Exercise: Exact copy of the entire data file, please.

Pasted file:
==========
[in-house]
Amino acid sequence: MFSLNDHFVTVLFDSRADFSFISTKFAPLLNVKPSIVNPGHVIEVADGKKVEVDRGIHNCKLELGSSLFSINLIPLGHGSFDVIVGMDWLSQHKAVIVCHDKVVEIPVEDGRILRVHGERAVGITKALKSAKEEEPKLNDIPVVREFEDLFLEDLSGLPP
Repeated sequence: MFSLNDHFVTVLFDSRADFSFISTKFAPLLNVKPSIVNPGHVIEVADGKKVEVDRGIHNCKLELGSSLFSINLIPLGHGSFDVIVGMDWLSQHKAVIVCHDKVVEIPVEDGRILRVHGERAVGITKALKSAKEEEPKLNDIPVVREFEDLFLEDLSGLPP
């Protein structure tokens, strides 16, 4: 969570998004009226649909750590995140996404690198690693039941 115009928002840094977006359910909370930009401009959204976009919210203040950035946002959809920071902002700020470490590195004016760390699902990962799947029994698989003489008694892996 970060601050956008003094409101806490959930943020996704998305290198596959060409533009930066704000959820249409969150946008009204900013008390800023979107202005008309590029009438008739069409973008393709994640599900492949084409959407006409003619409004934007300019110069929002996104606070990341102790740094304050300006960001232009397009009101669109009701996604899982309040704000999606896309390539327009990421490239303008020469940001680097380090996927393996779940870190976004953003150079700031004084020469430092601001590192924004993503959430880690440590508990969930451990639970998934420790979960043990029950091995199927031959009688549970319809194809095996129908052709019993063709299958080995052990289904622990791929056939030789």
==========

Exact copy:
[in-house]
Amino acid sequence: MFSLNDHFVTVLFDSRADFSFISTKFAPLLNVKPSIVNPGHVIEVADGKKVEVDRGIHNCKLELGSSLFSINLIPLGHGSFDVIVGMDWLSQHKAVIVCHDKVVEIPVEDGRILRVHGERAVGITKALKSAKEEEPKLNDIPVVREFEDLFLEDLSGLPP
Repeated sequence: MFSLNDHFVTVLFDSRADFSFISTKFAPLLNVKPSIVNPGHVIEVADGKKVEVDRGIHNCKLELGSSLFSINLIPLGHGSFDVIVGMDWLSQHKAVIVCHDKVVEIPVEDGRILRVHGERAVGITKALKSAKEEEPKLNDIPVVREFEDLFLEDLSGLPP
């Protein structure tokens, strides 16, 4: 969570998004009226649909750590995140996404690198690693039941 115009928002840094977006359910909370930009401009959204976009919210203040950035946002959809920071902002700020470490590195004016760390699902990962799947029994698989003489008694892996 970060601050956008003094409101806490959930943020996704998305290198596959060409533009930066704000959820249409969150946008009204900013008390800023979107202005008309590029009438008739069409973008393709994640599900492949084409959407006409003619409004934007300019110069929002996104606070990341102790740094304050300006960001232009397009009101669109009701996604899982309040704000999606896309390539327009990421490239303008020469940001680097380090996927393996779940870190976004953003150079700031004084020469430092601001590192924004993503959430880690440590508990969930451990639970998934420790979960043990029950091995199927031959009688549970319809194809095996129908052709019993063709299958080995052990289904622990791929056939030789």